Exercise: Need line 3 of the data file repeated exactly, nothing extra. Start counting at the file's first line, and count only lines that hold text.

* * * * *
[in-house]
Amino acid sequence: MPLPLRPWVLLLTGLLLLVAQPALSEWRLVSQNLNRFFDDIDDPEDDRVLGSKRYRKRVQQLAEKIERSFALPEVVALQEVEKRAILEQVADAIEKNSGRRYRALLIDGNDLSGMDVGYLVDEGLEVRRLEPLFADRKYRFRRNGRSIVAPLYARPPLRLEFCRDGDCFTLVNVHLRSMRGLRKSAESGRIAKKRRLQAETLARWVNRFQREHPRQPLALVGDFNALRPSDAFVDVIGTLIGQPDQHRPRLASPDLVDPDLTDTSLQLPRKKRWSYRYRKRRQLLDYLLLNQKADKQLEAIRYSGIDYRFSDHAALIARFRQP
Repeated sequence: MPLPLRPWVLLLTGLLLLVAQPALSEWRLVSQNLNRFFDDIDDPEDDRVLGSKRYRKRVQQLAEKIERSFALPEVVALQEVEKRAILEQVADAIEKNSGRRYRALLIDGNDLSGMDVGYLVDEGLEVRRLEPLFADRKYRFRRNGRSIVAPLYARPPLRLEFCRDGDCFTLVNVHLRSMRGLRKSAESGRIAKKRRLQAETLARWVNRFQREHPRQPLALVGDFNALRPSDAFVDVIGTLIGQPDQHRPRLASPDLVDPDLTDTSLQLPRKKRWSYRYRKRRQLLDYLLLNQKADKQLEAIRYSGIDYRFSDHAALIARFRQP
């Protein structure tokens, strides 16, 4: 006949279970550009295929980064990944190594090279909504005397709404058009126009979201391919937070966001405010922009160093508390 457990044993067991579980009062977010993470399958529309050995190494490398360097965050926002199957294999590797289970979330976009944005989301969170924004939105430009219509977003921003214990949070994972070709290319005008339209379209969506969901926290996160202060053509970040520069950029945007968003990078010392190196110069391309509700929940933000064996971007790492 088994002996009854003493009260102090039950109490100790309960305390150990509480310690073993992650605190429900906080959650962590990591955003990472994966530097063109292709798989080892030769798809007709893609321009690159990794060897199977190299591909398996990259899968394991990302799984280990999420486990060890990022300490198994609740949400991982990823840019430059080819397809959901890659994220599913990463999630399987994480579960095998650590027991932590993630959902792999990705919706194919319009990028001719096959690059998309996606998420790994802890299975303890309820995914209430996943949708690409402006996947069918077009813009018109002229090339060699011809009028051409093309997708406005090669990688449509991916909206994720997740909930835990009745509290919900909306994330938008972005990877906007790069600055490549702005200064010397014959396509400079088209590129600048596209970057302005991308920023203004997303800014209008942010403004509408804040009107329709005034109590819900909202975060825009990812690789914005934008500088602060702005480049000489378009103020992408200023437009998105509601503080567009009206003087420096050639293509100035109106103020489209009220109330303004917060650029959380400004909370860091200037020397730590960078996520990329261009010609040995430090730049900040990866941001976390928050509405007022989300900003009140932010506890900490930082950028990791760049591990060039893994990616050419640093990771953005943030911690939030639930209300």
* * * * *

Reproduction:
Repeated sequence: MPLPLRPWVLLLTGLLLLVAQPALSEWRLVSQNLNRFFDDIDDPEDDRVLGSKRYRKRVQQLAEKIERSFALPEVVALQEVEKRAILEQVADAIEKNSGRRYRALLIDGNDLSGMDVGYLVDEGLEVRRLEPLFADRKYRFRRNGRSIVAPLYARPPLRLEFCRDGDCFTLVNVHLRSMRGLRKSAESGRIAKKRRLQAETLARWVNRFQREHPRQPLALVGDFNALRPSDAFVDVIGTLIGQPDQHRPRLASPDLVDPDLTDTSLQLPRKKRWSYRYRKRRQLLDYLLLNQKADKQLEAIRYSGIDYRFSDHAALIARFRQP